“Video Games and Queer Affect” panel at SCMS 2017

I’m really looking forward to the Society of Cinema and Media Studies (SCMS) conference this year, which is happening in Chicago, 3/21 – 3/26. It’s the first time that I’m chairing a panel at the event — “Video Games and Queer Affect: Empathy, Embodiment, Exile, Economy.” My co-presenters are Christopher Goetz, Whitney Pow, and Diana Mari Pozo, and I can’t wait to hear their presentations. Maybe this is how putting together panels always goes, but I feel both excited and selfish. The intersection of video games and queer affect is an area I’ve been interested in exploring for a while now, and I get to be part of an entire session about it.

Now that the SCMS 2017 preliminary program is out, it looks like we’re presenting at 3:00 pm on Thursday, 3/23. If you’ll be at the conference, you should definitely come! Here’s the listing, with the talk titles:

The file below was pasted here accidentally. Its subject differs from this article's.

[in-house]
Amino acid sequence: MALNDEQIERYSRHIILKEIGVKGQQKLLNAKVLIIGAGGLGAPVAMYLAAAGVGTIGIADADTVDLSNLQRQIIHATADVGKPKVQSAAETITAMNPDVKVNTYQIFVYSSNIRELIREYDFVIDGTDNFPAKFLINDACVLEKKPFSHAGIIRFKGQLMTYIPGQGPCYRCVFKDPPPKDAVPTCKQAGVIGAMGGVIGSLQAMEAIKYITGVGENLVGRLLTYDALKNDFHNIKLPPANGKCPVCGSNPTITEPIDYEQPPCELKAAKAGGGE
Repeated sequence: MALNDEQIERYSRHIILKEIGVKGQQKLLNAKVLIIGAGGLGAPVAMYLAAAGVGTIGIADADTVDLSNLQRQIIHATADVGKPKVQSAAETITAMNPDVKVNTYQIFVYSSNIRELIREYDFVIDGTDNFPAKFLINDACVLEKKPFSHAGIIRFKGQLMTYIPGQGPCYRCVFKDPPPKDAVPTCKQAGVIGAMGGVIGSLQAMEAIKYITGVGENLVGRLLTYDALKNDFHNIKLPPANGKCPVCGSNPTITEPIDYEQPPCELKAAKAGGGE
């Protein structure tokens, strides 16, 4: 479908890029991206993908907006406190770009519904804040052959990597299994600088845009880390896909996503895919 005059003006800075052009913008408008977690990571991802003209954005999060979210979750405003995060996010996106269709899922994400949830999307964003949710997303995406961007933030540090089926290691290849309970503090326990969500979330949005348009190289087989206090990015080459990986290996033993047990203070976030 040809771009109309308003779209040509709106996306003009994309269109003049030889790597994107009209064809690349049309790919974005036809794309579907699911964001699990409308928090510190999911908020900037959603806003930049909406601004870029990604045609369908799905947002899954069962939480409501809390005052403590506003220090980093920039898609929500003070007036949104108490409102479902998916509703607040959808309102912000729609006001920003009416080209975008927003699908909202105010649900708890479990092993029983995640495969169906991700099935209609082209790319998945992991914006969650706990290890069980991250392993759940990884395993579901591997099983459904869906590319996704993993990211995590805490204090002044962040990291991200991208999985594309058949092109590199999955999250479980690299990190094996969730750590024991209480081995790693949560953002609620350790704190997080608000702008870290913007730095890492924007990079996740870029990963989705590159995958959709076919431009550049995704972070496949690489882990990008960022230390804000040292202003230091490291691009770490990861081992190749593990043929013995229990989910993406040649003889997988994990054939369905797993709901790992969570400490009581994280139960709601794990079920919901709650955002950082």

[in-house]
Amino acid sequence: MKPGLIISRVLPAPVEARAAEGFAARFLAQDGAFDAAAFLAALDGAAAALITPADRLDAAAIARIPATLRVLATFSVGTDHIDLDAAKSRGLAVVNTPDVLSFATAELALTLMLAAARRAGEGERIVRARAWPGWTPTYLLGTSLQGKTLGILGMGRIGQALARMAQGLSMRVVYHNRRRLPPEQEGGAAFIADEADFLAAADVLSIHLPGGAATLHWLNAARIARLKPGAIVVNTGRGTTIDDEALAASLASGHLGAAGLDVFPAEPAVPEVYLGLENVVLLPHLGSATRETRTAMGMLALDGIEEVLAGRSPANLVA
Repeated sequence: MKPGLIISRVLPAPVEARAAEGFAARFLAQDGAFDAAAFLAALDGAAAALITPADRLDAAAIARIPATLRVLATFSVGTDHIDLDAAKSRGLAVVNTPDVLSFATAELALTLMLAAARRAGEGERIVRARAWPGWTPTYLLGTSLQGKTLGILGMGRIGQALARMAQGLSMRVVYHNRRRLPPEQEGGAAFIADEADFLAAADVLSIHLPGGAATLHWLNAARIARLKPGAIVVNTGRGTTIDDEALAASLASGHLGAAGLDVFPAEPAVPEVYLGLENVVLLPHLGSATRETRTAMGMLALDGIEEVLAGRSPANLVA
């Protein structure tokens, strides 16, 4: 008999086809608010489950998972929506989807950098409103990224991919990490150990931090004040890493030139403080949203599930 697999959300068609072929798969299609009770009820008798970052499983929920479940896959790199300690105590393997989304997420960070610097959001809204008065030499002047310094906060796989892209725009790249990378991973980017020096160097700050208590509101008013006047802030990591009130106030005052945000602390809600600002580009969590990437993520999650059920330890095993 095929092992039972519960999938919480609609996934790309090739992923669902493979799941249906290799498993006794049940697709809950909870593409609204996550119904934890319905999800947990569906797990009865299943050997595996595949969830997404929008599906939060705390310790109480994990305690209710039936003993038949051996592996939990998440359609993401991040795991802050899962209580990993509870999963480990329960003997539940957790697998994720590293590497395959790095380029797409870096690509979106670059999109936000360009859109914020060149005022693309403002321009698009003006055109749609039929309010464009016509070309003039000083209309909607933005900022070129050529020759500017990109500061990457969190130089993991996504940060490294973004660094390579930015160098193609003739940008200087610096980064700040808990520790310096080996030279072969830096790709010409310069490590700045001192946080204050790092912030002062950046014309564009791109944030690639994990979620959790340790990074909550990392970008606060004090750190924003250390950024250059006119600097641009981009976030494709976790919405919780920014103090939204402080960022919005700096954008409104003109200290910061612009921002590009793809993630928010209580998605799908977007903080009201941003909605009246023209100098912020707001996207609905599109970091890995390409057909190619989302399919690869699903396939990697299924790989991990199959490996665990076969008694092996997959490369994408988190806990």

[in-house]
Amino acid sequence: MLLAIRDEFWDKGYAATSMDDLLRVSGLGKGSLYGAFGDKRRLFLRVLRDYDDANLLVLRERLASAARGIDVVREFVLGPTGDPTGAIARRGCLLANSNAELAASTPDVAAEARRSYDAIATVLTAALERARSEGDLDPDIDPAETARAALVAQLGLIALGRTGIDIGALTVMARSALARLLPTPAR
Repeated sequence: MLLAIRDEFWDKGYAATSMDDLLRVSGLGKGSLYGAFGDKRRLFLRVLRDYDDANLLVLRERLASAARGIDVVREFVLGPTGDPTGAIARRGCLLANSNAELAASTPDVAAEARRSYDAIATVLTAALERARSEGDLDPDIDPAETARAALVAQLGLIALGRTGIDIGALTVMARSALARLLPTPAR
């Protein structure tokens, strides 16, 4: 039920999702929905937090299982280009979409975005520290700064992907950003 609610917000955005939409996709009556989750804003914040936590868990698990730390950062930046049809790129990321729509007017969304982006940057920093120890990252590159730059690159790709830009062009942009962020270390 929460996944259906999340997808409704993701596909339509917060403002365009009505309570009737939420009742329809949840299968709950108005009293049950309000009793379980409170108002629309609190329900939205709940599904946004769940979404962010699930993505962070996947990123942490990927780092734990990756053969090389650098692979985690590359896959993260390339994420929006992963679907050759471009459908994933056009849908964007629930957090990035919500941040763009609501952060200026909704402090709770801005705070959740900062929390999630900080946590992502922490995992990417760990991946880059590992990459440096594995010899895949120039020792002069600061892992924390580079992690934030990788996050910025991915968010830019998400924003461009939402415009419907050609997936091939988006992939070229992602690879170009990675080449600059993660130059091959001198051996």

Video Games and Queer Affect SCMS panel

And here’s a blurb from our panel proposal, which gives you a sense of how we’re approaching the issue of video games and queer affect:

Inspired by the burgeoning field of queer game studies, this panel explores the relationship between video games, queerness, and affect. Because of the medium’s interactive nature, video games represent a rich site of investigation for scholars interested in the interplays between media and affective experience. Recent work, like Katherine Isbister’s How Games Move Us, has approached the phenomenology of play through design. Simultaneously, with the rise of virtual reality, the rhetoric surrounding contemporary video games has shifted notably toward “empathy.” The papers included in this panel respond to these developments by addressing video games and affect through queerness.

This work reflects a variety of queer frameworks, many drawn from film and cultural studies, and investigates diverse inroads into the critique of digital media through queer affect. The games addressed in these papers are similarly diverse, ranging from mainstream titles like the Pokémon series to independent games like Anna Anthropy’s Dys4ia, demonstrating the relevance of emotion, embodiment, and queerness across the medium. Together these papers issue a call for further research into the nuanced interrelations between queer affect and video games.

Hope to see you there!

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